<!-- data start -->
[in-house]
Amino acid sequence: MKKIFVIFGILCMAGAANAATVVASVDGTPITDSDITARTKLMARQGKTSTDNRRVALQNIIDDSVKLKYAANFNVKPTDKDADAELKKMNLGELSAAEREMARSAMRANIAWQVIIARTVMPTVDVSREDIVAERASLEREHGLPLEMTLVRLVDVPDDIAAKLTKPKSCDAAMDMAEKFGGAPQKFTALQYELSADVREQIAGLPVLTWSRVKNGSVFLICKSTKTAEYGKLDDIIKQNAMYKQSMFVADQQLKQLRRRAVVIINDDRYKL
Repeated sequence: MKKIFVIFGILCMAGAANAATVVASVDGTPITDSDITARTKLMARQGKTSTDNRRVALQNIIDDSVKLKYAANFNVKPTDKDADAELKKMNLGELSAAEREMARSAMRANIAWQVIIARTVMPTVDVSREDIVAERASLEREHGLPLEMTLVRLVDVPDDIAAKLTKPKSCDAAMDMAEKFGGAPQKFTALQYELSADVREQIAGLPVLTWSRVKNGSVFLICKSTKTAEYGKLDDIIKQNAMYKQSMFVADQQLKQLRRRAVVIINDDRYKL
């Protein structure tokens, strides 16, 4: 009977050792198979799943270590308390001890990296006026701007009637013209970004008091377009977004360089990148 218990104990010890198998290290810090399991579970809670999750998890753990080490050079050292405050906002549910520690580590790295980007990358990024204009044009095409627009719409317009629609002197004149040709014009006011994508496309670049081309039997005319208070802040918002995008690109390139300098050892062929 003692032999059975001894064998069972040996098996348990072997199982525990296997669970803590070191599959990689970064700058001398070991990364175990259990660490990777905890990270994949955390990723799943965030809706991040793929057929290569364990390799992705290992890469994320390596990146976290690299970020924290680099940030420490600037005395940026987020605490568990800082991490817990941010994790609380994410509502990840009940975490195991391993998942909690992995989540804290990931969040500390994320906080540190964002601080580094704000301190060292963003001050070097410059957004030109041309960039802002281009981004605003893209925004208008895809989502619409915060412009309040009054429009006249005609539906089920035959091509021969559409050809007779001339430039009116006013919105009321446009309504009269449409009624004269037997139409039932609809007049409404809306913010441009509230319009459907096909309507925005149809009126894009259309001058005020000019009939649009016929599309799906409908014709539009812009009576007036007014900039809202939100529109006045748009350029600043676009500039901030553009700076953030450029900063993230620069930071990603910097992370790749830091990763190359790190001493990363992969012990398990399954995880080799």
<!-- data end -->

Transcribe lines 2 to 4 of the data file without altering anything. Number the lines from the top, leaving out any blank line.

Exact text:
Amino acid sequence: MKKIFVIFGILCMAGAANAATVVASVDGTPITDSDITARTKLMARQGKTSTDNRRVALQNIIDDSVKLKYAANFNVKPTDKDADAELKKMNLGELSAAEREMARSAMRANIAWQVIIARTVMPTVDVSREDIVAERASLEREHGLPLEMTLVRLVDVPDDIAAKLTKPKSCDAAMDMAEKFGGAPQKFTALQYELSADVREQIAGLPVLTWSRVKNGSVFLICKSTKTAEYGKLDDIIKQNAMYKQSMFVADQQLKQLRRRAVVIINDDRYKL
Repeated sequence: MKKIFVIFGILCMAGAANAATVVASVDGTPITDSDITARTKLMARQGKTSTDNRRVALQNIIDDSVKLKYAANFNVKPTDKDADAELKKMNLGELSAAEREMARSAMRANIAWQVIIARTVMPTVDVSREDIVAERASLEREHGLPLEMTLVRLVDVPDDIAAKLTKPKSCDAAMDMAEKFGGAPQKFTALQYELSADVREQIAGLPVLTWSRVKNGSVFLICKSTKTAEYGKLDDIIKQNAMYKQSMFVADQQLKQLRRRAVVIINDDRYKL
């Protein structure tokens, strides 16, 4: 009977050792198979799943270590308390001890990296006026701007009637013209970004008091377009977004360089990148 218990104990010890198998290290810090399991579970809670999750998890753990080490050079050292405050906002549910520690580590790295980007990358990024204009044009095409627009719409317009629609002197004149040709014009006011994508496309670049081309039997005319208070802040918002995008690109390139300098050892062929 003692032999059975001894064998069972040996098996348990072997199982525990296997669970803590070191599959990689970064700058001398070991990364175990259990660490990777905890990270994949955390990723799943965030809706991040793929057929290569364990390799992705290992890469994320390596990146976290690299970020924290680099940030420490600037005395940026987020605490568990800082991490817990941010994790609380994410509502990840009940975490195991391993998942909690992995989540804290990931969040500390994320906080540190964002601080580094704000301190060292963003001050070097410059957004030109041309960039802002281009981004605003893209925004208008895809989502619409915060412009309040009054429009006249005609539906089920035959091509021969559409050809007779001339430039009116006013919105009321446009309504009269449409009624004269037997139409039932609809007049409404809306913010441009509230319009459907096909309507925005149809009126894009259309001058005020000019009939649009016929599309799906409908014709539009812009009576007036007014900039809202939100529109006045748009350029600043676009500039901030553009700076953030450029900063993230620069930071990603910097992370790749830091990763190359790190001493990363992969012990398990399954995880080799």